Hitman Go Review: Not What You’d Expect, But So, So Stylish


Developer: Square Enix Montreal Publisher: Square Enix Platform: iOS

If rolling eyes made any sound, you could have heard them in abundance when it was first announced that the latest entry in the Hitman series was going to be a mobile game. For many players who enjoyed the previous games on consoles or PC, just the thought conjured up images of something watered down, derivative and full of the worst free-to-play monetization tactics.

Happily, Hitman Go is none of those things. Square Enix Montreal pulled off a pleasant surprise by taking the essence of the franchise and presenting it in a completely unexpected form: a tactical puzzle game with an eye-catching design aesthetic. Regardless of platform, Agent 47 has never looked so good, though the extreme simplicity of the mechanics that make the game so accessible may also turn off those expecting something more involved.

Hitman Go has no time for anything extraneous. The title screen has only a single flashing “Go” button, and tapping it takes you not into a tutorial, but right into the first stage. Every level is a different layout in what resembles a digital board game, one with rules that you discover as you go.

It makes perfect sense too, as Hitman games have always been about working within Agent 47’s limitations. They’re about eliminating targets as efficiently as possible, and Go follows in that vein in its own way. On each board, Agent 47 can only move along the layout one space at a time, and you simply flick him where you’d like him to go. Early on, the guards are stationary, and the only way to lose is to wander into the space directly in front of them. Hit one from the side or rear and you eliminate him, knocking his piece off the board.

Later levels complicate matters by introducing guards who patrol along specific routes. That turns the gameplay into a turn-based affair, with all guards moving to the next spot on their routes right after you move. It’s almost like chess, as you need to think ahead to ensure you don’t move to a spot where a guard will be going next.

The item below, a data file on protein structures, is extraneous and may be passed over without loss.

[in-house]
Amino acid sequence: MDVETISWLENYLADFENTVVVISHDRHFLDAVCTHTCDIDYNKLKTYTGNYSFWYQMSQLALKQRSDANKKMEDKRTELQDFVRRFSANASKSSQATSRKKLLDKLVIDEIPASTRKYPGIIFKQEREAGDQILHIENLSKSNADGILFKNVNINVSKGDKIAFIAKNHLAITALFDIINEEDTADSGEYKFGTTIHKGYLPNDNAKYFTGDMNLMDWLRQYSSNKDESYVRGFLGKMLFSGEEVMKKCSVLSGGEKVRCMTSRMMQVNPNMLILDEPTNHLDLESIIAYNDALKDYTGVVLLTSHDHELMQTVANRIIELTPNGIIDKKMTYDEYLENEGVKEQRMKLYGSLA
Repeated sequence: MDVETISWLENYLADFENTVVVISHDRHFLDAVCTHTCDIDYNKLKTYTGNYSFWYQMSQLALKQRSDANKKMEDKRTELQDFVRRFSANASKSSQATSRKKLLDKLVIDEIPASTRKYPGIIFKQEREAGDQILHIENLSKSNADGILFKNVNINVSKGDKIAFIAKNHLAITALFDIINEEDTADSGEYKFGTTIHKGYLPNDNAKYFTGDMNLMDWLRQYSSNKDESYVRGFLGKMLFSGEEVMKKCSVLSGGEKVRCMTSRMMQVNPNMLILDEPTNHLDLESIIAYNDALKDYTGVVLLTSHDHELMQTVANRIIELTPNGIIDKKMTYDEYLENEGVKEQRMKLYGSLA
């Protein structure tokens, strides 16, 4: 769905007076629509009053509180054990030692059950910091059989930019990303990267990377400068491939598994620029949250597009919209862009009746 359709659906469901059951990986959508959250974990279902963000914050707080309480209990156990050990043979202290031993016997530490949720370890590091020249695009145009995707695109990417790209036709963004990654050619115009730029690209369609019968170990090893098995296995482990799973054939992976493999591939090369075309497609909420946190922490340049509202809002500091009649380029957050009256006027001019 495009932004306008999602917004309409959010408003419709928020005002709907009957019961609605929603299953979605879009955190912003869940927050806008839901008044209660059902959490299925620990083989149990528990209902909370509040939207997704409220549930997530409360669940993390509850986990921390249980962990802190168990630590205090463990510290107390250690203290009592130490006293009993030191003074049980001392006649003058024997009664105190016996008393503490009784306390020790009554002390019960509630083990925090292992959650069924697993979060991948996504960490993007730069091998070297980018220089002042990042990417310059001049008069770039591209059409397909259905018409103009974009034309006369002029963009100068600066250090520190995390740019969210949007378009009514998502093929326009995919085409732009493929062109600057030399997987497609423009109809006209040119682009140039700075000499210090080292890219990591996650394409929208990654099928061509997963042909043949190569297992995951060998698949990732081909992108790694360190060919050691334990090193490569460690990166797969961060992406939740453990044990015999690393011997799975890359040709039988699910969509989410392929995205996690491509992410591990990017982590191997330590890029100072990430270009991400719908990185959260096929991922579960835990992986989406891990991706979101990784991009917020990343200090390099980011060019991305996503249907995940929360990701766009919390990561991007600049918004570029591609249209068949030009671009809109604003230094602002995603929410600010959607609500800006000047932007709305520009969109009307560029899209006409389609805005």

Other clever touches show up as you unlock more levels, like objects that can be thrown to draw guards to specific areas, plants to hide in and trap doors that allow you to pop up in a different area of the board. New enemies have more tricks too, so it’s like an ongoing battle of one-upmanship.

The only drawback is that if the cerebral challenge doesn’t hook you pretty quickly, it probably won’t grow on you later. Hitman Go is a single-minded experience, and while it executes that plan exquisitely, it’s also clearly not for everyone. For people who do get into it, the challenge comes in fulfilling the optional objectives on each level, like completing them with no guard kills, reaching the goal in ‘X’ moves or less or grabbing the briefcase along the way. A maximum of three stars (which aren’t really stars, but you get the idea) can be earned per level, and later collections of boards can only be unlocked by accumulating enough of them.

If a specific objective proves too difficult, you have a limited number of hints represented by a light bulb icon in the lower-right corner of the screen. Using one will walk you step-by-step through the level to accomplish your intended goal. If you run out, you can buy more, which might seem like an unnecessary addition in a game that already costs something to download, though it has to be said that these are some of the most unobtrusive in-app purchases out there today.

And as other reviewers have pointed out, it’s pretty likely that the “solutions” to every goal on every level are going to be floating around on the internet before too long. If you don’t want to challenge yourself, you’ll be able to just look up what you need to know. Yes, it’s sort of like cheating, but only against yourself.

The idea that there’s a “right” way to beat every level is why it’s best to characterize Hitman Go as a puzzle game, albeit one with gorgeous, minimalist trappings that just happens to be about an assassin. Even if it proves not to be your particular cup of gaming tea, you’ve got to appreciate the way it defies assumptions in several very welcome ways.


+ Clever reimagining of Agent 47’s adventures in puzzle game form

+ Striking, minimalist design

+ Simple game mechanics belie increasingly deep strategy

– Has in-app purchases on top of a price to download

= Some goals have “correct” solutions